When creating a technology startup, one of the hardest parts for many non-technical founders is finding a technical co-founder. Technical co-founders can sometimes seem like unicorns, do they really exist?? Are they out there?? And where do they hide??
General Characteristics to Know About Technical People
Generally speaking, and I know these can be seen as huge over generalizations… but there are a few common traits when it comes to technically minded people.
- Many technical people are introverts. This means they’re not going to be found in many of the normal networking events where most people meet other people. They typically avoid those like the plague.
- Many of them also work from home, and will likely want to work from home when they start working with you as well.
- Many technical people are gamers. When they’re not working on their computer they shift to their gaming system.
- Many technical people are pessimists by nature. They tend to see the problems much easier than they see the opportunities.
- All technical people are engineering minded people. If you’ve never been close with someone who thinks like an engineer… you soon will see that their brain operates very differently than most. For you to say, “Make the answer to the equation ‘4’.” But what an engineer hears and starts immediately thinking is, “Do you want ‘0+4, ‘1+3’, ‘2+2’, ‘3+1’, ‘4+0’, ‘4*1’, or ‘1*4’?” and without specifying exactly what you want… it will drive them crazy.
- Many are also unhappy with their current employment. Because of their pessimism, they are usually always looking for a better opportunity. What they’re currently working on is never going to work so they’re hoping to join a different team. This is a huge internal struggle for most of them, because they also think the next team will suck just like the current team so they often don’t change teams for fear of the unknown.
So Where Do You Find a Technical Co-Founder?
As mentioned in the beginning… where’s the unicorn watering hole, right? Where do they hang out?
Using the above characteristics, you can hopefully start thinking of your own places to start looking, but here are a few worth mentioning:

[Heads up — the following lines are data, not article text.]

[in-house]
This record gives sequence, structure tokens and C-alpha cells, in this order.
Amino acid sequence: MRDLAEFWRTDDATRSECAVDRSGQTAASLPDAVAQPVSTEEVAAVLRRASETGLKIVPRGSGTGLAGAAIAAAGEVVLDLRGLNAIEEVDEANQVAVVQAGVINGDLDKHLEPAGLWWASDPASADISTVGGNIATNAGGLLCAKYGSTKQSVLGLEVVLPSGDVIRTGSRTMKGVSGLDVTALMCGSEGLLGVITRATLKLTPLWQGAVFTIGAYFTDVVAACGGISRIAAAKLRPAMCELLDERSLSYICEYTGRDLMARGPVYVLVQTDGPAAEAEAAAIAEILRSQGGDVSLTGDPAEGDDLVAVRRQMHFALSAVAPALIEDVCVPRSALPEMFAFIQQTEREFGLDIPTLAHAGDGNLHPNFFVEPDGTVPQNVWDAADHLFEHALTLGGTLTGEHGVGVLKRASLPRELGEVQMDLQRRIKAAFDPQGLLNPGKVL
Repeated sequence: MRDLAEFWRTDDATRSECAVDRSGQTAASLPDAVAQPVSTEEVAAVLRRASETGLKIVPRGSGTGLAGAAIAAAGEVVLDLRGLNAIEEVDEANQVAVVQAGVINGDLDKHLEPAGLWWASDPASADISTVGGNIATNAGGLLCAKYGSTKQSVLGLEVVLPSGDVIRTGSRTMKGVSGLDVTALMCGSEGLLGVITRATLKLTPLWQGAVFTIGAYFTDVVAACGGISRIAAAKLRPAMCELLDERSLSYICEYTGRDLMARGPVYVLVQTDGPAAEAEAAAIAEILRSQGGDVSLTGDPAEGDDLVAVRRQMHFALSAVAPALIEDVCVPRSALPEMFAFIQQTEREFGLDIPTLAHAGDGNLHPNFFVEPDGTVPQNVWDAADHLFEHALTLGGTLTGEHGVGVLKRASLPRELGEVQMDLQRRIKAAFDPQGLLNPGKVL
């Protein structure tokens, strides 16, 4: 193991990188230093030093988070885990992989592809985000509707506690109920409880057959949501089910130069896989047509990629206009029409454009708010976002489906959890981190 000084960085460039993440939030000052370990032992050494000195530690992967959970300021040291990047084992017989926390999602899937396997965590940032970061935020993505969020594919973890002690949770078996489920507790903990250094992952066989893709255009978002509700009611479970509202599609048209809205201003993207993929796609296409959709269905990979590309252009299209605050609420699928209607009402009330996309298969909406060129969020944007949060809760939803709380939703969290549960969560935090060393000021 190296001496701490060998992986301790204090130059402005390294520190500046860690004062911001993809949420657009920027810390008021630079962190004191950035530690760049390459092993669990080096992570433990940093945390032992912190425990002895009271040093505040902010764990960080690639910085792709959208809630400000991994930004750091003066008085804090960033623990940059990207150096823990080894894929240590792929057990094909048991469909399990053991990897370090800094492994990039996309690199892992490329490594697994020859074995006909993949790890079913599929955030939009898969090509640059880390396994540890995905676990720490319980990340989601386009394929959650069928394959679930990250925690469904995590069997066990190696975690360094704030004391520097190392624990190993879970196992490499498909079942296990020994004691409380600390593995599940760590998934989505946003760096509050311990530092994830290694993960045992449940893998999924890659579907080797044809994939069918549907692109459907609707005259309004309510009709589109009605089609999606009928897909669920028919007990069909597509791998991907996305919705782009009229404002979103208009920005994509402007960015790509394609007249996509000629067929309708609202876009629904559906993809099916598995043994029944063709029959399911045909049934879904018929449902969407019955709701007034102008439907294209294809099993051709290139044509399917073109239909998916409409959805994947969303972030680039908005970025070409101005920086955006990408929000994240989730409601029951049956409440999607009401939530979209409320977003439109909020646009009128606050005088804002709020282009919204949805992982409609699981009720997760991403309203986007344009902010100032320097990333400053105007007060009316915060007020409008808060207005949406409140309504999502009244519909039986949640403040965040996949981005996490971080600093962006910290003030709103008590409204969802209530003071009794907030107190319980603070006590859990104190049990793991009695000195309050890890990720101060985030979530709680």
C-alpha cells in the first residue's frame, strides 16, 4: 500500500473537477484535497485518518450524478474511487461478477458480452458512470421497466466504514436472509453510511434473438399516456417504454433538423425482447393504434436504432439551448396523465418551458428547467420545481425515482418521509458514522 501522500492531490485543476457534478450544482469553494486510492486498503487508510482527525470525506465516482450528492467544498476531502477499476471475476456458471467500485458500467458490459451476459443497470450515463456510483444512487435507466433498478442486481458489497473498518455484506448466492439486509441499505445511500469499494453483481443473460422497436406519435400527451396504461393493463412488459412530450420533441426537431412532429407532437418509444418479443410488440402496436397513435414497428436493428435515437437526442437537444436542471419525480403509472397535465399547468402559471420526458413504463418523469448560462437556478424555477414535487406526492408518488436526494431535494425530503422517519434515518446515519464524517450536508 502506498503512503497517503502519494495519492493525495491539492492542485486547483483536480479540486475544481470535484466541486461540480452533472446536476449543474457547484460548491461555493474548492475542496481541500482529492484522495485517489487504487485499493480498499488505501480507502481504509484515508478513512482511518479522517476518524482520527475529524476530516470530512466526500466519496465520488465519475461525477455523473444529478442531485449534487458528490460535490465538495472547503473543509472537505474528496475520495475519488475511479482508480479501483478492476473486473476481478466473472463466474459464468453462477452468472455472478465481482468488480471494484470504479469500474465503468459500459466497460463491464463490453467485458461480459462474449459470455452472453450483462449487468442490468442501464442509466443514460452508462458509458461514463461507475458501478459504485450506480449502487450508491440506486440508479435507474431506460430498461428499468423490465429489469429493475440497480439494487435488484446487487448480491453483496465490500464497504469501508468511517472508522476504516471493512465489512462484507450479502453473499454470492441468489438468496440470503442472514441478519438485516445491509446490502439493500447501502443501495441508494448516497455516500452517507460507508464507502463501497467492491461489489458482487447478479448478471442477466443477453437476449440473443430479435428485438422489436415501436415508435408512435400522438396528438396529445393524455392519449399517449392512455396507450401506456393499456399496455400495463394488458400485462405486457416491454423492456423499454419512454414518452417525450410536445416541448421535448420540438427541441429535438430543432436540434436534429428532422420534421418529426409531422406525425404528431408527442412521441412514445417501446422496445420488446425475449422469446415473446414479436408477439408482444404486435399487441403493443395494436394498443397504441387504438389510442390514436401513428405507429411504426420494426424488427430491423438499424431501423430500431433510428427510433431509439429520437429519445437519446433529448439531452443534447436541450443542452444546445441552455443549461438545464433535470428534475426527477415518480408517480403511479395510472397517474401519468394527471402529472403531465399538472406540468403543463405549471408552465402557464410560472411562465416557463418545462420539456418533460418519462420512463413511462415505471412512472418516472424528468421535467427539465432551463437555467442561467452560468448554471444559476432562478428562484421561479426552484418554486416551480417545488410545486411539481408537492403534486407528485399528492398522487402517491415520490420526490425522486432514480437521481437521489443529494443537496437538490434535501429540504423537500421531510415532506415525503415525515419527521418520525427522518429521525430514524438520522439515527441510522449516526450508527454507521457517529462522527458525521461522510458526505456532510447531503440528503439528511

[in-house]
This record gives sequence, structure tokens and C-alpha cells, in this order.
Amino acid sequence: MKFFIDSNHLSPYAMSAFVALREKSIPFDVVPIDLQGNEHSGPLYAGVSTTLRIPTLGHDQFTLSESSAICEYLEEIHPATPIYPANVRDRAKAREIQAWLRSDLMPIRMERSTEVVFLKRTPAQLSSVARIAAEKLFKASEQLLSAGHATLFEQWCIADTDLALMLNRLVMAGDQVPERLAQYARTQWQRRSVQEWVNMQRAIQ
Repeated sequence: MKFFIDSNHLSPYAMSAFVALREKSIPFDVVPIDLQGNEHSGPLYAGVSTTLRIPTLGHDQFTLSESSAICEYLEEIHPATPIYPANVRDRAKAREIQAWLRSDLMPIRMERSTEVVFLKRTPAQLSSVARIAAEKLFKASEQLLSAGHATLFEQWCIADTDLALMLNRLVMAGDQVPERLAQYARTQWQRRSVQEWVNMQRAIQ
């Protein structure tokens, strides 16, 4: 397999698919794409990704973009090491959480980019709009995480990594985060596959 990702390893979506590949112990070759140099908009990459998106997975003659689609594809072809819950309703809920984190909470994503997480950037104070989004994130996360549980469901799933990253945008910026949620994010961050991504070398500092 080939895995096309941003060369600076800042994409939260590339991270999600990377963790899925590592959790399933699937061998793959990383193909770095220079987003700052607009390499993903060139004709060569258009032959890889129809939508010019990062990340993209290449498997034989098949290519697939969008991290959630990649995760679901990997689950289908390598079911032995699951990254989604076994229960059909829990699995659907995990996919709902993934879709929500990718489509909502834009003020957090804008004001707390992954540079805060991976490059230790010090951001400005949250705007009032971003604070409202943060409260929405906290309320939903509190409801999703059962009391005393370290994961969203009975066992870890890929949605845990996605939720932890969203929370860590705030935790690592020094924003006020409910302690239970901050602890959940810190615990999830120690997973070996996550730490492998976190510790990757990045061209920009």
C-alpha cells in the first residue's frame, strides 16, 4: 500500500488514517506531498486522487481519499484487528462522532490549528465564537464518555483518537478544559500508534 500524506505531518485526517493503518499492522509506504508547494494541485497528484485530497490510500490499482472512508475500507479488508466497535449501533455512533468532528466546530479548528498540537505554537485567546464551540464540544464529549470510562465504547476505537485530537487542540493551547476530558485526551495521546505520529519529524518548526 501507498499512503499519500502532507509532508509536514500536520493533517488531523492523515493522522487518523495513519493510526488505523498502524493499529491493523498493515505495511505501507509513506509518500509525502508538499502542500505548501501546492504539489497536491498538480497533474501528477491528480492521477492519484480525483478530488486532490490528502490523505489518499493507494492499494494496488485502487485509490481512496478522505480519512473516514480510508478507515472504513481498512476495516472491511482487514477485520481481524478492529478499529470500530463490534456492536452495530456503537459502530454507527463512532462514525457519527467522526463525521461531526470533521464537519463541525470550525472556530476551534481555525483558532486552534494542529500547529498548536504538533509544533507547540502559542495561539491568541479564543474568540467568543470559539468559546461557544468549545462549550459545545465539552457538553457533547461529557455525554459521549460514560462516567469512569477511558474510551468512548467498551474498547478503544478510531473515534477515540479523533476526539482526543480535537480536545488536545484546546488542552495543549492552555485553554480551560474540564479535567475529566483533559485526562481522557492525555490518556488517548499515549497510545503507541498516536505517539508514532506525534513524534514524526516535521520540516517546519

- LinkedIn – Most developers do have a LinkedIn and do have the fact that they’re a developer listed on their profile.
- Meetups – Not hugely popular for many technical people, and often the “best” developers avoid meetups like the plague. But the nice part about meetups is you can find people with usually pretty decent skills but they’re also a little more social than others.
- Online Gaming – This one is hard for me since i’m not a gamer, but for those of you that are… Devs love gaming. If you play games where you talk to people online, you may work in ways to ask what people do for work. And if it pans out and you become online friends, you may be able to pull them away from wherever they’re working.
- Use a Dev Shop! – Now now… hold on. One of the rules about building a startup is to avoid using a dev shop if at all possible. Having ran a dev shop for over a decade, I agree 100% that hiring a dev shop is not the way you should be building your product. BUT… guess what. Developers really don’t like working for dev shops… so if you go and interview with a dev shop, and are lucky enough to meet one of their developers, you may be able to entice them away from the shop and bring them onto your team. It’s definitely a jerk move… but the dev shop is probably used to it.
Easy Enough to Find a Technical Co-founder, Right?
So that’s all you have to do, easy enough, right? Finding a technical co-founder is still a terribly difficult thing to do and can take many months of looking under every rock.
With looking in the right places over a long enough period of time, you can find that technical co-founder.
The next problem is vetting the developer to make sure they can build your product… but that’s a whole different post.
My one piece of advice is to make sure you can stand the person as a human… go out to lunch a few times, maybe go bowling or something to make sure you can stand being around each other. Developers can be a pain to work with, but as long as you have appropriate expectations you can end up becoming great friends.
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